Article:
One of the most interesting features of the Doom3 engine is that it can apply normal maps to polygon reduced objects / characters to make them look like their high polygon count originals. To make this work, three things in addition to the original high polygon count model are required: A simplified version of the model, texture coordinates for that simplified version, and a normal map representing the high polygon count model's detail on the surface of the low-poly one. The normal map is usually generated by a tool, while the low-poly model as well as its texture coordinates are created by hand. Geometry images improve this process since they can not only generate the normal map - they can also automatically supply the low-poly model as well as the texture coordinates for it.

  • Mesh Morphing

    The paper Consistent Mesh Parameterizations and Its Application in Mesh Morphing presented a mesh morphing technique utilizing a geometry image like parametrization.

  • Triangle Stripping

    Any manifold (even with holes and discontinuities) can be converted to a geometry image. Any geometry image can be reconstructed into a mesh representable by a single non-degenerate triangle strip. I would not call this a major feature of geometry images, but it's an interesting side effect.

  • Adaptive Tessellation

    By warping the geometry image to enlarge regions of importance, the density of the tesselation can be adjusted. This effectively allows for adaptive tesselation done fully on the GPU. The paper "Rendering Procedural Terrain by Geometry Image Warping" described this technique for terrain rendering.

On which platforms / compilers can I use it?


The code was developed & tested entirely on VS.NET 2002/2003. I tried to keep it as ANSI and portable as possible, you should have little problems porting it to any other platform / compiler. I tested the code with SGI, STLPort and the VS.NET 2003 STL. I did my best to make it work on all implementations. I had several issues with every one, I wrote comments to indicate these places. The test application is written with Shiny and intended to be Win32 / VC++ only.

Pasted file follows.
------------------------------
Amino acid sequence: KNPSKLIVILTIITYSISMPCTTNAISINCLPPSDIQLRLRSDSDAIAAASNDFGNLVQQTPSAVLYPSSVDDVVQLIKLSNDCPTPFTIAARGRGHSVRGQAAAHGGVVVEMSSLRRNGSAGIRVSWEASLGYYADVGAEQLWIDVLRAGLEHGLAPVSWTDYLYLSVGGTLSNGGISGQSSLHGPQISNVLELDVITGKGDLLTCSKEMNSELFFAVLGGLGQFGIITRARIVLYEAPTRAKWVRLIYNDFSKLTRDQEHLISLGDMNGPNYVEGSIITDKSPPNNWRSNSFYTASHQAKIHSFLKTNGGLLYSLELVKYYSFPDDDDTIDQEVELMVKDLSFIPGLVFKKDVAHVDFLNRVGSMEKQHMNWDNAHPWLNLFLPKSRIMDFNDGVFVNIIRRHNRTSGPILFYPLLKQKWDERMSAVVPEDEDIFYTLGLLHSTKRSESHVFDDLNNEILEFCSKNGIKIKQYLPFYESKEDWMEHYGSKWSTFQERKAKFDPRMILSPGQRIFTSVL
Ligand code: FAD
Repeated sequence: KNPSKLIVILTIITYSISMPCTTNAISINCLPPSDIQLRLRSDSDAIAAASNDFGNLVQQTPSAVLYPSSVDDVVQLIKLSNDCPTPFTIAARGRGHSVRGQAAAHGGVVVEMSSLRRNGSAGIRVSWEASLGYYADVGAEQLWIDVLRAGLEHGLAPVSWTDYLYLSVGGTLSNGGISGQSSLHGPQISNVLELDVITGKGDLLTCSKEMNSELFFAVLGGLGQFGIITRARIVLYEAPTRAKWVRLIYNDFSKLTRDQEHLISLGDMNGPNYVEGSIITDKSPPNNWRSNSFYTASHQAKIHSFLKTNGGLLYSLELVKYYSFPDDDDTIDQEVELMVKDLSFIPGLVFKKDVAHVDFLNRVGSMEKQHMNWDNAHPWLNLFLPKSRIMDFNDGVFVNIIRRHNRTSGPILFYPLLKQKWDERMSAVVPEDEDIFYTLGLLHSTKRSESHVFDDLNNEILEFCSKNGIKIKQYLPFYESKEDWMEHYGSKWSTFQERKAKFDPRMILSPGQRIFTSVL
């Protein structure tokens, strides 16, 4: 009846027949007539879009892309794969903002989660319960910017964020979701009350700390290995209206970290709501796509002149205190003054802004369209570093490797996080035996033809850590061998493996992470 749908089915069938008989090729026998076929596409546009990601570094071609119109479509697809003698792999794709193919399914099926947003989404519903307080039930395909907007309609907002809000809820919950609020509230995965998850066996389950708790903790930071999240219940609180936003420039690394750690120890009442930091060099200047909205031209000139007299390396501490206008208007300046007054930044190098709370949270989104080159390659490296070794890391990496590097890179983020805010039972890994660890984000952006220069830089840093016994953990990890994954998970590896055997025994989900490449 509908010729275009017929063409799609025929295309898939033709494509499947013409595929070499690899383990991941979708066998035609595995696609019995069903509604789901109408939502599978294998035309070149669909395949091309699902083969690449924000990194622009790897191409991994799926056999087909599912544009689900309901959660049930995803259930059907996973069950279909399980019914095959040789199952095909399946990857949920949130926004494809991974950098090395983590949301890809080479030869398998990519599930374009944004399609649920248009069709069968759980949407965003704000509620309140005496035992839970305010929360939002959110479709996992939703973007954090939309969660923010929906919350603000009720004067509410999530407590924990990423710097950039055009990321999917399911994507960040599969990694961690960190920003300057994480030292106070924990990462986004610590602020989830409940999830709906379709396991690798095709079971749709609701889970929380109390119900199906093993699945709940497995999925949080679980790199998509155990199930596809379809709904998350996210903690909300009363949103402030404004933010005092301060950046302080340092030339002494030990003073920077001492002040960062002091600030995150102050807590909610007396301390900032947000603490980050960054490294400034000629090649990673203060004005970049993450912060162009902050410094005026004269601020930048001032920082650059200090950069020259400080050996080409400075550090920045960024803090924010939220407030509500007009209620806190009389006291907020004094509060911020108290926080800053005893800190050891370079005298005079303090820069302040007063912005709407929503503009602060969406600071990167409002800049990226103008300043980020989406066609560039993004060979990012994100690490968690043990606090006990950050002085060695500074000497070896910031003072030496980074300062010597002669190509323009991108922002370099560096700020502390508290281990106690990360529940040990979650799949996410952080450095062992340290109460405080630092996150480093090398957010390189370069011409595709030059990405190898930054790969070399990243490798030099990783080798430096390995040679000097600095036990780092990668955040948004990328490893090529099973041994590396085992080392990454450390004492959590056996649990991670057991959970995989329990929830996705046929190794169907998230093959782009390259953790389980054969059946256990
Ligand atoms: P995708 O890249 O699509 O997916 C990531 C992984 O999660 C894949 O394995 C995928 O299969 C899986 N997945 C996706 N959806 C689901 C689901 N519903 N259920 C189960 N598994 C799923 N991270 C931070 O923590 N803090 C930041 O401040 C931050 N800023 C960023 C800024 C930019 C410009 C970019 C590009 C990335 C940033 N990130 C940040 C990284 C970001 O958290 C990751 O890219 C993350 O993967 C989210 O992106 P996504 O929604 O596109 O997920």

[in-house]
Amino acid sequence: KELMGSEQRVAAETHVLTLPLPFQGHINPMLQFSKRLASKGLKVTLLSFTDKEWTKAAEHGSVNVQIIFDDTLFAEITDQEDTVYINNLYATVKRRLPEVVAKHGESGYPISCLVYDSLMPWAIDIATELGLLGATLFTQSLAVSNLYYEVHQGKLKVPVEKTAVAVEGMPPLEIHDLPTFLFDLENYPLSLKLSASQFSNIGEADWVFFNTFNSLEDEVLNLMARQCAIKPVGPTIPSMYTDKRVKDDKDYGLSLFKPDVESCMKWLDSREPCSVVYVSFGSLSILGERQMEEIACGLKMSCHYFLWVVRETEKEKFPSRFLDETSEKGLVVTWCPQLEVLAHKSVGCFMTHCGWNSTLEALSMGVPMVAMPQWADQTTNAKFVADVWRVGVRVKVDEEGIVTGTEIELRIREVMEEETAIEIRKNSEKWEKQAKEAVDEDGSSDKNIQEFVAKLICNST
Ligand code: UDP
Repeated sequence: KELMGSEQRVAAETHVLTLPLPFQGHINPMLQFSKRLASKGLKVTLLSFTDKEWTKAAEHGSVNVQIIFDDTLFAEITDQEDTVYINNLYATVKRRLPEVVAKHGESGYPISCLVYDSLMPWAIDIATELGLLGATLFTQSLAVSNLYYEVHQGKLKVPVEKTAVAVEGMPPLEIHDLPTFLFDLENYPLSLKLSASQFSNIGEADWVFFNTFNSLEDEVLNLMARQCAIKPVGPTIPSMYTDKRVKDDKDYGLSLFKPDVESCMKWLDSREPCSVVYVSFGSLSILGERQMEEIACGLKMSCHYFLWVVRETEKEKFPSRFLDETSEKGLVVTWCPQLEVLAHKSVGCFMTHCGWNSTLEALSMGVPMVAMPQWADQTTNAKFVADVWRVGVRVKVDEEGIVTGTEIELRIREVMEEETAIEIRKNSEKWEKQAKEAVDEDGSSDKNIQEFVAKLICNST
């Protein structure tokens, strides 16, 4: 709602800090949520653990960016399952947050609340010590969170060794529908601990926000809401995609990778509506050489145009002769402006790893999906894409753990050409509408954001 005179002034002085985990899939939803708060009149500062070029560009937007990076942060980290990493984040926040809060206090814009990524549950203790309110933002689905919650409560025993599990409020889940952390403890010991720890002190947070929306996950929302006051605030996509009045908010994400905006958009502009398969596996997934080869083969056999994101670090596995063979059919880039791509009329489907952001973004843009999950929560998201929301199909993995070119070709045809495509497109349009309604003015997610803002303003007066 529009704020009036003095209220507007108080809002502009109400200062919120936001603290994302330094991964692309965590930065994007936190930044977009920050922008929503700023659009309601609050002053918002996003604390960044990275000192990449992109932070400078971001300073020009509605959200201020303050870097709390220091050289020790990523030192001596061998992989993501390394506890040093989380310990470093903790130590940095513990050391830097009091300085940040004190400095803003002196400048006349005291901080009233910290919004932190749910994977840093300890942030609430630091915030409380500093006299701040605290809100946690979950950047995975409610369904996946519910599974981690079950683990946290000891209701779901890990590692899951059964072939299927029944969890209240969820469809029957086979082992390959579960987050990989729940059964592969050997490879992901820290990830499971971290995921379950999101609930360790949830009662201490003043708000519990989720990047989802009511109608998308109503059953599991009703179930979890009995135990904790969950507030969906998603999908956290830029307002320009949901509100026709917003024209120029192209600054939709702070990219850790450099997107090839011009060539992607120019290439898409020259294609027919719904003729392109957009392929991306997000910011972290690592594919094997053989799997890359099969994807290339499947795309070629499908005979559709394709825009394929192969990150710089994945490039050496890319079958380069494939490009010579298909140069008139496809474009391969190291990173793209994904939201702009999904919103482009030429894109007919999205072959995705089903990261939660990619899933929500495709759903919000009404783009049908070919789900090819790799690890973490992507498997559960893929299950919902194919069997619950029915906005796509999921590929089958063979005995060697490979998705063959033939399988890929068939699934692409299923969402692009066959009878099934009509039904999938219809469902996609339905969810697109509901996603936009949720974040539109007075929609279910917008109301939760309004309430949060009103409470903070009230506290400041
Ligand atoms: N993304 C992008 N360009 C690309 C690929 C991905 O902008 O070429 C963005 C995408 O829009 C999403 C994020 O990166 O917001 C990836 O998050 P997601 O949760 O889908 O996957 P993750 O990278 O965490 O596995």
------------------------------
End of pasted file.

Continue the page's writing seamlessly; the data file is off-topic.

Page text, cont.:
Where can I get the GIL ? What is the project's current status and final goal?


It's currently not available. A significant amount of work has been completed on it, but it's still too unfinished for a release. Writing even a simple implementation of the GI algorithm is a lot of work, as it involves a big amount of different algorithms, some pretty complex math and some tricky data structures.

My goal is not to provide a production ready implementation that handles everything from mesh compression to normal map generation. I plan on providing a stable, well-documented and free implementation that gets all the fundamental things right. With this code as a base, developers should be able to create versions for their specific needs very simply.

It'll be available whenever I feel like finishing it and have the time to do so.

Why bother putting up this project page if no library is available yet?


Because I hope I can get some people interested in the algorithm. Surprisingly little people know about geometry images, even less actually understand how powerful they are. This FAQ gives a good introduction into the subject and might encourage some people to take a deeper look.

Which papers / websites should I look at to gain a deeper understanding?


This is an incomplete list of resources I used while working on my implementation, or related material which I found interesting.

Under which license is the GIL?


It's currently LGPL. This may change before release.
 © 2002 - 2018 Tim C. Schröder Disclaimer